Saturday, June 06, 2009

June 6

1944. The biggest amphibious landing of all time, combined with massive airborne landings by chute and glider, into the teeth of one of the most heavily-defended and fortified areas in the world.

Airborne troops dropped at too-high speed who wound up landing with a pistol and knife and not much else because the airstream ripped everything else off them. Guys landing on a beach knowing about all the machine guns and artillery waiting for them. I'm going to borrow some from Russ at Ace of Spades:
You know what I did this morning? Maybe it would be better if I told you what I didn't do this morning.

I didn't have to spend over 12 hours on a transport ship in choppy water, then clamber down a cargo net into a plywood landing craft, all while carrying up to 100 pounds of gear on my back. Then, I didn't ride through the rough surf in that little plywood target, only to have the steel ramp (the only part of the little plywood boat that was even remotely bullet-resistant) flop down and drop me into the cold ocean water in front of a beach filled with steel obstacles, mines, flying bullets & exploding artillery rounds.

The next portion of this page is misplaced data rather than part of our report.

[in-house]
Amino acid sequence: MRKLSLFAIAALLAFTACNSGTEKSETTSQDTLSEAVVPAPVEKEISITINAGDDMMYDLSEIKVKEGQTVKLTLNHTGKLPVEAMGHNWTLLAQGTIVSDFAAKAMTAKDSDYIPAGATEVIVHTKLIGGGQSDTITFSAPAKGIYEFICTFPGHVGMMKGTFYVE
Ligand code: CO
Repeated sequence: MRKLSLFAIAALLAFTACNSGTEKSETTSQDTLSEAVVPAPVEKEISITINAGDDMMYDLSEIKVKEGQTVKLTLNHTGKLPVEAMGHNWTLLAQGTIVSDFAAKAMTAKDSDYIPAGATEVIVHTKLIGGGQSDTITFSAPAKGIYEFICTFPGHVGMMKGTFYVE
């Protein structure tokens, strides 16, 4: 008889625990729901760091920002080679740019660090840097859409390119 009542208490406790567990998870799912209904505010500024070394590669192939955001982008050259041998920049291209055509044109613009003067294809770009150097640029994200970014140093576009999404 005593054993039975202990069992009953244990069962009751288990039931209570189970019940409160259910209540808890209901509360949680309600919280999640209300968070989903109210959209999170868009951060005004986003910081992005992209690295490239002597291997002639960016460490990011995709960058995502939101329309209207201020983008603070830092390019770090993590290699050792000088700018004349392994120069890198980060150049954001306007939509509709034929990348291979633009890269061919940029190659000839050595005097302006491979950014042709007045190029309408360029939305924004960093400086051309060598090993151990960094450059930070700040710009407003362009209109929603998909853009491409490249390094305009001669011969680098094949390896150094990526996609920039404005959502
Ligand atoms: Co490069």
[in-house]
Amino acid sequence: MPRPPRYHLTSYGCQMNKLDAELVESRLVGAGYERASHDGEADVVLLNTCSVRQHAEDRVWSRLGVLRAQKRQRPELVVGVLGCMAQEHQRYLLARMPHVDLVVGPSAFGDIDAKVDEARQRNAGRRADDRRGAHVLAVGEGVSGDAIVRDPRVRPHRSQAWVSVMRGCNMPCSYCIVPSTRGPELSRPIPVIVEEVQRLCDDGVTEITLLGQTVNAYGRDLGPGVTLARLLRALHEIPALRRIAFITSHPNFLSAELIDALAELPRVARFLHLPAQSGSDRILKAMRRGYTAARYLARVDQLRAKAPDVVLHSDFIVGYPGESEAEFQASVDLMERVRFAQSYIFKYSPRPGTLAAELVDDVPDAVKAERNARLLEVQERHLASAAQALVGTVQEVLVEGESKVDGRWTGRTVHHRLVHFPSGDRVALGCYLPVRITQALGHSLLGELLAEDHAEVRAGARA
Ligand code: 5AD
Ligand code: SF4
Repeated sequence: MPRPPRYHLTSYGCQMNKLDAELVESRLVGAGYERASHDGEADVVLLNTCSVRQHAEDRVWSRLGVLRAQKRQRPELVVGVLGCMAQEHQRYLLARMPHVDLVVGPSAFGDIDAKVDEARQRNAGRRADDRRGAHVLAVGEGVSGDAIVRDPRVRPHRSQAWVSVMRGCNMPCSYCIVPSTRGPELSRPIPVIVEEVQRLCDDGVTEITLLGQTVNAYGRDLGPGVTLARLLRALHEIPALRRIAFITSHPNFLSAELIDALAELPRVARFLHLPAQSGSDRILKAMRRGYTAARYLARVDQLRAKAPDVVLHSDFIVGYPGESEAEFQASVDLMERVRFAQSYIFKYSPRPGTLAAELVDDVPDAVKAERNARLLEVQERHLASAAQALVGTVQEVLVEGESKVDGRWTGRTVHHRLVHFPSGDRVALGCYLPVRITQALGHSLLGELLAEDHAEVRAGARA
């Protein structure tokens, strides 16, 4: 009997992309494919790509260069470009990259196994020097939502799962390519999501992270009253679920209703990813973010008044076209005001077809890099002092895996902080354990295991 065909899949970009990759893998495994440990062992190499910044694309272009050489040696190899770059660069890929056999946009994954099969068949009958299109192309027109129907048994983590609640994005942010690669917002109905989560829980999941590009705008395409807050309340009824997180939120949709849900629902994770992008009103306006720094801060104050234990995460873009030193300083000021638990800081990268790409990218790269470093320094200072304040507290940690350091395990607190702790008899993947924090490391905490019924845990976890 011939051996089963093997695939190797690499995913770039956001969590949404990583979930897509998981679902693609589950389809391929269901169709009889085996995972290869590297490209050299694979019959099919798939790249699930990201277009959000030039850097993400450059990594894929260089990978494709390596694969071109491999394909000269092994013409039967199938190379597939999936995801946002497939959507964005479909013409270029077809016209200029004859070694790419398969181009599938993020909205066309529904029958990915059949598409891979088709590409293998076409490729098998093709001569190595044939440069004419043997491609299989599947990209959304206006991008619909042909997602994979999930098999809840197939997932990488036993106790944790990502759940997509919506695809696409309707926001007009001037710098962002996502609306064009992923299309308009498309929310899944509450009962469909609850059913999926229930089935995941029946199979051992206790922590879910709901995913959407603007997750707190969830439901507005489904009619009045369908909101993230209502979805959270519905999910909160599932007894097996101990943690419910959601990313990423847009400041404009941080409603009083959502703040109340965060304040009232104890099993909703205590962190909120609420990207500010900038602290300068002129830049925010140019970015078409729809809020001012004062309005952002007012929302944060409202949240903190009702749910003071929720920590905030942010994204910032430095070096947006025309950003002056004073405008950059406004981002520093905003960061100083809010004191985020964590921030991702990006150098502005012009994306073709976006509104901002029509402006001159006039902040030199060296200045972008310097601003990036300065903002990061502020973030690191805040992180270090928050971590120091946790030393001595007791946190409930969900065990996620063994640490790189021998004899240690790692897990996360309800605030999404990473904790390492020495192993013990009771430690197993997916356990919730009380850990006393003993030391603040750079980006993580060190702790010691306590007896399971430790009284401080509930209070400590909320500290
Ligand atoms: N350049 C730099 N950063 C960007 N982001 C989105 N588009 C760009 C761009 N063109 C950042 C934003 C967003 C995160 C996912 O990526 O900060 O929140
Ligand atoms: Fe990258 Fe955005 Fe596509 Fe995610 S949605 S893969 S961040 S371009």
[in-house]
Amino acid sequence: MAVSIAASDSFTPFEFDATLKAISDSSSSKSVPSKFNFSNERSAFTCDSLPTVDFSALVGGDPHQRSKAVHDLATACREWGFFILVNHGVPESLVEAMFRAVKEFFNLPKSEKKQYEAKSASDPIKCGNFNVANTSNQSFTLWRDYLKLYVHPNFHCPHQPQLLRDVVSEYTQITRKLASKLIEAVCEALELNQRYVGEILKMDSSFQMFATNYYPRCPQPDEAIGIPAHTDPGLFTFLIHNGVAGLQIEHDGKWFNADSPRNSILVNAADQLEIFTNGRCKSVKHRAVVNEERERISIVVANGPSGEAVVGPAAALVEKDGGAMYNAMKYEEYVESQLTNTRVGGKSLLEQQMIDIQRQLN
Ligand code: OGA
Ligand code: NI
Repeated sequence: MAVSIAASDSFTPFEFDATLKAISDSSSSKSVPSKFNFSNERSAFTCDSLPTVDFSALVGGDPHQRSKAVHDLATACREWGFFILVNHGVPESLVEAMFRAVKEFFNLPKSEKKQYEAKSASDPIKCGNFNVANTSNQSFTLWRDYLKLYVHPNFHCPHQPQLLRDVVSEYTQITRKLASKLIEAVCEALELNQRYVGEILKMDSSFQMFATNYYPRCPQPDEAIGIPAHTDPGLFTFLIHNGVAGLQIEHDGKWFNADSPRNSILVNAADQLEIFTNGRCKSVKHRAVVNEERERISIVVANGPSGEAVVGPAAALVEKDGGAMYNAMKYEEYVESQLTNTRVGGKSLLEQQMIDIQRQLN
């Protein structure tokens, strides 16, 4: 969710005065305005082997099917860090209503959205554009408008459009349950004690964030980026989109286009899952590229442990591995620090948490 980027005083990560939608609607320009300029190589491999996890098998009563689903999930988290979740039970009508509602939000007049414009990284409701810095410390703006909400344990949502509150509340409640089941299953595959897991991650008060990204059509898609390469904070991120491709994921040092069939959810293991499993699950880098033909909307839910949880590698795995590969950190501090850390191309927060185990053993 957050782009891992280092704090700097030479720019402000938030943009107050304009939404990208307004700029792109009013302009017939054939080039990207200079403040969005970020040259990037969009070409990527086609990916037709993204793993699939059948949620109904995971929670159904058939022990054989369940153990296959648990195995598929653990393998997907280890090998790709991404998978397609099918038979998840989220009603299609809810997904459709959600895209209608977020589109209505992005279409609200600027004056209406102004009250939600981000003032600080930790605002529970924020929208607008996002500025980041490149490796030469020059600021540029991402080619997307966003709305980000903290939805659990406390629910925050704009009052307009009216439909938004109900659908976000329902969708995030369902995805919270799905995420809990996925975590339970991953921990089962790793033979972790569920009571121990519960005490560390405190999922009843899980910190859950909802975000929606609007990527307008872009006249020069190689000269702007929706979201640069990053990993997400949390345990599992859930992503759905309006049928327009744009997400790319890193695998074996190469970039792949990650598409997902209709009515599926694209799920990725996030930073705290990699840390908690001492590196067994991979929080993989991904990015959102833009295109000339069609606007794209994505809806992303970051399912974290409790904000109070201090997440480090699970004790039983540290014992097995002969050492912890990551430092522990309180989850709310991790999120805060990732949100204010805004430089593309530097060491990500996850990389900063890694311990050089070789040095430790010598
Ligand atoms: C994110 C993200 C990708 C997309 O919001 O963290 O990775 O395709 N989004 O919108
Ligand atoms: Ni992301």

I didn't fly over enemy occupied territory at 1000 feet in a C47 cargo plane and then jump out of the plane into the teeth of enemy anti-aircraft fire. I didn't have to worry about my bright white silk parachute making me a good target for troops on the ground who wanted to use me for target practice, and after I landed, I didn't have to worry about engaging a vastly superior force with only the gear I carried with me (providing that said gear wasn't ripped off by the turbulence I encountered exiting the plane) with whoever I could gather together from the other troops dropped behind enemy lines the same as I was.

I didn't march into a plywood glider (PLYWOOD, as we've already established, is NOT very resistant to gunfire and explosions) and sit quietly while I was towed into anti-aircraft fire, only to be released and experience a controlled crash into trees, buildings or apparently open fields that were booby trapped with wooden poles and steel cables by the enemy.

I wasn't asked to take my place in a McGyvered together amphibious tank, where I would most likely be swamped by the waves and sink to the bottom of the English Channel like....well, like a tank rigged for amphibious operations with lumber and canvas. And if I DID happen to get to the beach, I would have been the prime target of every enemy artillery piece for miles around.

God only knows what all was lost on those beaches and fields and towns and villages. How much potential died there, doing a filthy, bloody, nasty job that had to be done.

For those, and everyone else in uniform that's been to and fought over and bled and died in everyplace from fields in the Colonies to deserts and mountains and jungles, give them a thought today.


Anonymous said...

Er, ah it was 1944 not 1941.

Firehand said...

Corrected. Sorry 'bout that